xvii, [1], 324, [6] pages. Illustrations. Index. Acknowledgment by Aliette Mandelbrot. Afterword by Michael Frame. The author died in 2010, before these memoirs were published. Red dot on bottom edge. Derived from a Kirkus review: Memoir of a brilliant mathematician who never thought of himself as a mathematician. Early in life, he learned about Johannes Kepler, whose geometric insights changed the nature of astronomy, and Mandelbrot made it one of his goals to achieve a similar breakthrough. Part of the reason is that Mandelbrot's work had wide-ranging impact is that his insights apply across many disciplines. The author spent the World War II years in a provincial town, away from the attention of the occupiers. Along the way, he made the acquaintance of an impressive number of scientific giants, acquired a doctorate and a love of music and married Aliette Kagan, with whom he would spend the rest of his life. Taking a job with IBM, which encouraged basic research with no obvious application to its products, turned out to be his best move. He found that his interest in "roughness" led to geometric insights that opened doors in a number of fields. The narrative deliberately avoids mathematics and gives only suggestions of his actual work. That decision undoubtedly makes the book more accessible to general readers. The portraits of his contemporaries and their milieu are worth the read. Benoit B. Mandelbrot (20 November 1924 - 14 October 2010) was a Polish-born, French and American mathematician with broad interests in the practical sciences, especially regarding what he labeled as "the art of roughness" of physical phenomena and "the uncontrolled element in life." He referred to himself as a "fractalist". He is recognized for his contribution to the field of fractal geometry, which included coining the word "fractal'", as well as developing a theory of "roughness and self-similarity" in nature. In 1936, while he was a child, Mandelbrot's family migrated to France. After World War II ended, Mandelbrot studied mathematics, graduating from universities in Paris and the United States and receiving a master's degree in aeronautics from the California Institute of Technology. He spent most of his career in both the United States and France, having dual French and American citizenship. In 1958, he began a 35-year career at IBM, where he became an IBM Fellow, and periodically took leaves of absence to teach at Harvard University. At Harvard, following the publication of his study of U.S. commodity markets in relation to cotton futures, he taught economics and applied sciences. Because of his access to IBM's computers, Mandelbrot was one of the first to use computer graphics to create and display fractal geometric images, leading to his discovering the Mandelbrot set in 1979. He showed how visual complexity can be created from simple rules. He said that things typically considered to be "rough", a "mess" or "chaotic", like clouds or shorelines, actually had a "degree of order." His math and geometry-centered research career included contributions to such fields as statistical physics, meteorology, hydrology, geomorphology, anatomy, taxonomy, neurology, linguistics, information technology, computer graphics, economics, geology, medicine, physical cosmology, engineering, chaos theory, econophysics, metallurgy and the social sciences. Toward the end of his career, he was Sterling Professor of Mathematical Sciences at Yale University, where he was the oldest professor in Yale's history to receive tenure. Mandelbrot also held positions at the Pacific Northwest National Laboratory, Université Lille Nord de France, Institute for Advanced Study and Centre National de la Recherche Scientifique. During his career, he received over 15 honorary doctorates and served on many science journals, along with winning numerous awards. His autobiography, The Fractalist: Memoir of a Scientific Maverick, was published in 2012. First Edition [Stated], First Pr. Bookseller Inventory # 73430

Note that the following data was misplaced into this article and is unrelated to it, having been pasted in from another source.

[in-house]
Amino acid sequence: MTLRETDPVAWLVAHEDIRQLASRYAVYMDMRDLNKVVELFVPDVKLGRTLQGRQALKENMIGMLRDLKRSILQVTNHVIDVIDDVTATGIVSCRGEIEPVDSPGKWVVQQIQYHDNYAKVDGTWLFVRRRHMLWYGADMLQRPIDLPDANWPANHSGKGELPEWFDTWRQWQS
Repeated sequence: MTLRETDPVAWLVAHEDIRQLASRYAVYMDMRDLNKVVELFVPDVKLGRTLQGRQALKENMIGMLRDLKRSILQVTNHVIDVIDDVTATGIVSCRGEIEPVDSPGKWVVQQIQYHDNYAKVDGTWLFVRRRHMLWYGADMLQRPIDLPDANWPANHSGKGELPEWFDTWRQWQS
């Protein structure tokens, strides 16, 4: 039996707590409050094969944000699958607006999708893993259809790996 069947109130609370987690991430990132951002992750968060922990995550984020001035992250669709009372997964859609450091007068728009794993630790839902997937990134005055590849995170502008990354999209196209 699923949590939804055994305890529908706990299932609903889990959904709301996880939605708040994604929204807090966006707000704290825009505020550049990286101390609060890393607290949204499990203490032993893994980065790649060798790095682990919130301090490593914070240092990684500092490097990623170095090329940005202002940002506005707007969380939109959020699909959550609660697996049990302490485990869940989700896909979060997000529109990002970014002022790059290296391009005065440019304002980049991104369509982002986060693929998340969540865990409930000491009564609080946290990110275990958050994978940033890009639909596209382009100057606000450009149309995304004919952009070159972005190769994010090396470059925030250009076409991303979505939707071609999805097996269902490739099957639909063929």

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Bibliographic Details